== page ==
Bold and Rightless

Anonymous Guest's picture
Submitted by Anonymous Guest on Sat, 2010-11-27 20:27

http://www.aolnews.com/world/a...

Thousands of British students went on massive somewhat violent rally to protest against government’s plans to triple tuition fees. London police promptly closed them without water and toilet facilities for many hours in central London, treating them like a rightless cattle. I assume that this is the price which one has to pay in order to exercise the “right” for education. The premise which is beyond of this ‘right” is that some group of people , students, are entitled for the products of the effort of other people, tutors, and the reward for this effort is arbitrary defined by government, in other words, by force. The only possible outcome of such a philosophy is an abrogation of individual rights. As in economics fiat monies drive away the real ones, so in politics fiat positive “rights” drive away the real inalienable rights. The only criterion left is a brutal force, employed by government, students, or any other gang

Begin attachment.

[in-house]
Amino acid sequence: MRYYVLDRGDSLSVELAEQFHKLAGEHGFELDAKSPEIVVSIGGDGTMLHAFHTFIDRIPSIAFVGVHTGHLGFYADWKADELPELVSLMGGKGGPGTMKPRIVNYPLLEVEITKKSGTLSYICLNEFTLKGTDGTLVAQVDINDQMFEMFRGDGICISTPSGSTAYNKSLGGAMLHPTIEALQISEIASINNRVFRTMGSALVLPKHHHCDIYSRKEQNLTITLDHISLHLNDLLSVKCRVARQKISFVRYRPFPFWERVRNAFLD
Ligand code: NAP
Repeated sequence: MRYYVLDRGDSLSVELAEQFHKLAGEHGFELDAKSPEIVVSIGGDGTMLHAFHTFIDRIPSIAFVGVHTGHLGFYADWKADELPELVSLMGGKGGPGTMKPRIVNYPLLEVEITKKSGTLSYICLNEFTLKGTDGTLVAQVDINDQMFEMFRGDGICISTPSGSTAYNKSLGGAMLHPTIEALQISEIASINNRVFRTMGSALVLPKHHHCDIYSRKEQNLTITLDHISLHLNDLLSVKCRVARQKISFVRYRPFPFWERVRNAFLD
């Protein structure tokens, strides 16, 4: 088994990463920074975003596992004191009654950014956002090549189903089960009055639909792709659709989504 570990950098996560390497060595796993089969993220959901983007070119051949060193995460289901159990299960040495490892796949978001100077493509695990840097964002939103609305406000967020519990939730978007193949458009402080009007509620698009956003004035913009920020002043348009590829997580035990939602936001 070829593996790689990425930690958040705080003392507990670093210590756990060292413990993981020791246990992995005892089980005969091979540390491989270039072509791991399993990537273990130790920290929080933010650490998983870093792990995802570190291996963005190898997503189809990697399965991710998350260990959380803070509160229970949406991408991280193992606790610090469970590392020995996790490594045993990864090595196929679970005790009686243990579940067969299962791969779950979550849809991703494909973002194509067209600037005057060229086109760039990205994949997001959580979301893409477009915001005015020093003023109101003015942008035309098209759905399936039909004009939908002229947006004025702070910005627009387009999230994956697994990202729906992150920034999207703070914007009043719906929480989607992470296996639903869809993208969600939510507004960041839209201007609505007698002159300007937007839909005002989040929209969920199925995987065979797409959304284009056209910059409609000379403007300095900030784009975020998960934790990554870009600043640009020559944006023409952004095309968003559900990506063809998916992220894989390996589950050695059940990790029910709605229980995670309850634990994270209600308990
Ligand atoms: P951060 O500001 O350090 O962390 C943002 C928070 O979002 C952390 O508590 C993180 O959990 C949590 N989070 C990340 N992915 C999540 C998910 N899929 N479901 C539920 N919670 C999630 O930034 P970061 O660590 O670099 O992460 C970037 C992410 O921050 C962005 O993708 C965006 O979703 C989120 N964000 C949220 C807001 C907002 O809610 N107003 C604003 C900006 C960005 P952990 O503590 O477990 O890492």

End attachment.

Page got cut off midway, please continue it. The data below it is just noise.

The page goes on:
“When individual rights are abrogated, there is no way to determine who is entitled to what; there is no way to determine the justice of anyone’s claims, desires, or interests. The criterion, therefore, reverts to the tribal concept of: one’s wishes are limited only by the power of one’s gang. In order to survive under such a system, men have no choice but to fear, hate, and destroy one another” (The Roots of War,” Capitalism: The Unknown Ideal, 37)

What students overlooked is that in the situation when government, that is-a force, determines tuition fees, both students and tutors are rendered rightless. They are functioning not by right but by government permission which could be arbitrary changed any time, as it happening now, or revoked altogether. Therefore the students who believe in their inherent “right” for cheap or free education deserve to be treated as a cattle. The tutors who failed to teach their students that there is no such a right, don’t deserve any increase. If students and tutors want to regain their rights as a free people, they should start direct negotiations with Universities’ governing bodies and to keep the government out of equation.


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